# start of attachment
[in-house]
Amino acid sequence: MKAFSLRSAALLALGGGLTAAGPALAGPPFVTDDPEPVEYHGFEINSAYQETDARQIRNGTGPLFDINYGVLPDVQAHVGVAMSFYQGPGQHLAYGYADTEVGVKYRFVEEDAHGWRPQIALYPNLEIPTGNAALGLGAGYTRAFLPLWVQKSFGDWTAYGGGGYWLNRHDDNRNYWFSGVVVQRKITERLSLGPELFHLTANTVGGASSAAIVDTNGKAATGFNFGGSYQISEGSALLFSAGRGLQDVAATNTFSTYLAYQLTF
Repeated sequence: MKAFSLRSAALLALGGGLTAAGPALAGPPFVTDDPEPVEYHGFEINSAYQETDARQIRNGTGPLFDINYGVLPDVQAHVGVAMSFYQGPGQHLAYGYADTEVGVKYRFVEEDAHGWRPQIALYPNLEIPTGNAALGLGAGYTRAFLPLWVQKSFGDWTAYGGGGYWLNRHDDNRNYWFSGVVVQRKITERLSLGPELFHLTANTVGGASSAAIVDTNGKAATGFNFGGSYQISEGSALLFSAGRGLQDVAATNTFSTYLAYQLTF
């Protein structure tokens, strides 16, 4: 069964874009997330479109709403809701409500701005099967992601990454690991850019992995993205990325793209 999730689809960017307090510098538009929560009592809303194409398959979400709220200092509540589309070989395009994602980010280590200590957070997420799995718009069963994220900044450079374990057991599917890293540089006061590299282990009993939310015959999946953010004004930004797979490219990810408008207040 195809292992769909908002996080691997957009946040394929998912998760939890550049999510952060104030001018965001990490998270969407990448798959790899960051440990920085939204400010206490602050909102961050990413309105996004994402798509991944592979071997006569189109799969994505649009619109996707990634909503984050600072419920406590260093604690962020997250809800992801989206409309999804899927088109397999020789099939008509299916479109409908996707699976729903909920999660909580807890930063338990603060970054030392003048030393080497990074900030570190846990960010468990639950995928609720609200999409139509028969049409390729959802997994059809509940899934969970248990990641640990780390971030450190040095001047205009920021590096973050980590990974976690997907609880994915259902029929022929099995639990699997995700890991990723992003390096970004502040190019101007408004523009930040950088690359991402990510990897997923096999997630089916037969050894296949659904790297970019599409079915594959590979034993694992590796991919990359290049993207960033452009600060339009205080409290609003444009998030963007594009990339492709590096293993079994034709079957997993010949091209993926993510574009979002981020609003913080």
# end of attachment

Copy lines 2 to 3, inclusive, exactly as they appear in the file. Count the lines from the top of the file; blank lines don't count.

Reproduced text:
Amino acid sequence: MKAFSLRSAALLALGGGLTAAGPALAGPPFVTDDPEPVEYHGFEINSAYQETDARQIRNGTGPLFDINYGVLPDVQAHVGVAMSFYQGPGQHLAYGYADTEVGVKYRFVEEDAHGWRPQIALYPNLEIPTGNAALGLGAGYTRAFLPLWVQKSFGDWTAYGGGGYWLNRHDDNRNYWFSGVVVQRKITERLSLGPELFHLTANTVGGASSAAIVDTNGKAATGFNFGGSYQISEGSALLFSAGRGLQDVAATNTFSTYLAYQLTF
Repeated sequence: MKAFSLRSAALLALGGGLTAAGPALAGPPFVTDDPEPVEYHGFEINSAYQETDARQIRNGTGPLFDINYGVLPDVQAHVGVAMSFYQGPGQHLAYGYADTEVGVKYRFVEEDAHGWRPQIALYPNLEIPTGNAALGLGAGYTRAFLPLWVQKSFGDWTAYGGGGYWLNRHDDNRNYWFSGVVVQRKITERLSLGPELFHLTANTVGGASSAAIVDTNGKAATGFNFGGSYQISEGSALLFSAGRGLQDVAATNTFSTYLAYQLTF